Supplements and Pregnancy: What’s Safe? (Part 2)
Last week we looked at some of the vitamins and minerals that are both needed and safe to take in pregnancy. This week we’ll look at a few more vitamins and minerals needed in pregnancy.
Pregnancy places a heavy burden on a woman’s body. Everything seems to speed up: blood flow through the body, weight gain, needed nutrients intake, etc. A pregnant woman’s needs for macronutrients increases. Her need for micronutrients (vitamins and minerals) increases as well. While it’s always advisable to get your nutrients through your diet, that’s often difficult to do when pregnant. Morning sickness, changes in food tolerance and desire, lack of appetite, cravings – these things can all make it difficult to get the needed amounts of nutrients. This is where supplements come in.
Needed Vitamins and Minerals in Pregnancy
To review, the following vitamins and minerals were discussed last week:
- Folate.Folic Acid
- Omega 3
- B Vitamins
Here are some more vitamins and minerals needed in pregnancy.
Iodine is a mineral. This mineral is needed in production of thyroid hormones. The thyroid is a gland that makes hormones that help the body use and store energy from food. In pregnancy, iodine is needed for the development of your baby’s brain and nervous system (the brain, spinal cord, and nerves).
If you take a prenatal vitamin, please note that not all prenatal vitamins contain iodine. If yours does not then it’s important that your diet contains adequate amounts of iodine.
Good dietary sources of iodine include:
- Enriched or fortified cereals
- Enriched or fortified breads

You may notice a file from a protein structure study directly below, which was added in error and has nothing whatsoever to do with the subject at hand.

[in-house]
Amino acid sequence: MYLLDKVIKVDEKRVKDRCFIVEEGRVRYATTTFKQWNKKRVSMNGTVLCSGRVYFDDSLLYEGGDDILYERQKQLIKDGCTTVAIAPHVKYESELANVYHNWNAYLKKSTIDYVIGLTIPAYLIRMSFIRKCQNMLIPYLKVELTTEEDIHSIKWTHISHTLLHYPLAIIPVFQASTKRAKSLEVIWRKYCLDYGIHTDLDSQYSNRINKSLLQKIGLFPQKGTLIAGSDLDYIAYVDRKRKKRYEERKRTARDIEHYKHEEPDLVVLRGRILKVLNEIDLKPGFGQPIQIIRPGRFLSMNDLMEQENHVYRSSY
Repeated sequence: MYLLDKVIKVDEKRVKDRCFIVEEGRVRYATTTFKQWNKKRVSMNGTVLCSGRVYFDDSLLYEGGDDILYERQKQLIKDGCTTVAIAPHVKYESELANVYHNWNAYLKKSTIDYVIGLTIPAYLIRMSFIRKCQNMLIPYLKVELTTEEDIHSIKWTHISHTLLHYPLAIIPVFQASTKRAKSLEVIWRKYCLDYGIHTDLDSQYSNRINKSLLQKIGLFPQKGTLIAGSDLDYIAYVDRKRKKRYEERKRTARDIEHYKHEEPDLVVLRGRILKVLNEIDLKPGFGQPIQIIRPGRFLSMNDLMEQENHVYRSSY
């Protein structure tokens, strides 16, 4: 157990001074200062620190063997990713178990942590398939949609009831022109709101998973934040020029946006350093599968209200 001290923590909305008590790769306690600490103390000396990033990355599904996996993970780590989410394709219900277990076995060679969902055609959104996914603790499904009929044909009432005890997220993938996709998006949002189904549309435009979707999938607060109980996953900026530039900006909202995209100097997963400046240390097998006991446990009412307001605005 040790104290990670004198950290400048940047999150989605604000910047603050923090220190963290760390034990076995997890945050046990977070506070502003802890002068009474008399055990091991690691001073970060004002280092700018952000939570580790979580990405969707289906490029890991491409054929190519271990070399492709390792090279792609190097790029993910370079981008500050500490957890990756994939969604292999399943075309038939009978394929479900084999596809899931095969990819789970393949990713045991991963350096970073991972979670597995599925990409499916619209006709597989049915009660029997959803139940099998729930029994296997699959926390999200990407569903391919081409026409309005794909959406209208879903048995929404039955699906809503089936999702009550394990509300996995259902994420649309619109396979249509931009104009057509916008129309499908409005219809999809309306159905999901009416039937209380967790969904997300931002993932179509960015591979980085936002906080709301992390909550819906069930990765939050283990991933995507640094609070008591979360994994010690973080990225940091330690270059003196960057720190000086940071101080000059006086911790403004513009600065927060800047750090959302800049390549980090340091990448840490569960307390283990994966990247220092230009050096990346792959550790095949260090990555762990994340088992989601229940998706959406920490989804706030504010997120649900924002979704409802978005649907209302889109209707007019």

- Iodized salt – check the label to make sure it contains iodine
The recommended dosage of iodine during pregnancy is 220 micrograms daily.
Vitamin D is a fat-soluble vitamin. As discussed last week, fat-soluble vitamins require care when taking them. Since they’re fat soluble any excess is stored in body tissues. This accumulation can lead to toxicity which can cause birth defects and poisoning. Discuss with your physician whether or not you should supplement vitamin D beyond what’s in your diet.
Vitamin D is needed for calcium absorption. It affects your nerves, muscles, and immune system. Your baby will use vitamin D in production and development of their bones and teeth.
Vitamin D can be found in your prenatal vitamin, your diet, and is made by your body when your skin is exposed to sunlight. Since exposure to sunlight poses its own health dangers, it’s best to get your D through your diet or prenatal vitamin.
Good food sources of vitamin D include:
- Fatty fish (such as salmon)
- Milk with vitamin D added (check the label)
- Cereal with vitamin D added (check the label)
The recommended daily dosage of vitamin D in pregnancy is 600 IU (international units).
Magnesium is a mineral and is involved in many processes in your body. Its main role is in the immune system, muscle, and nerve functions. If you have a magnesium deficiency during pregnancy you’re at risk for chronic hypertension and possibly premature labor.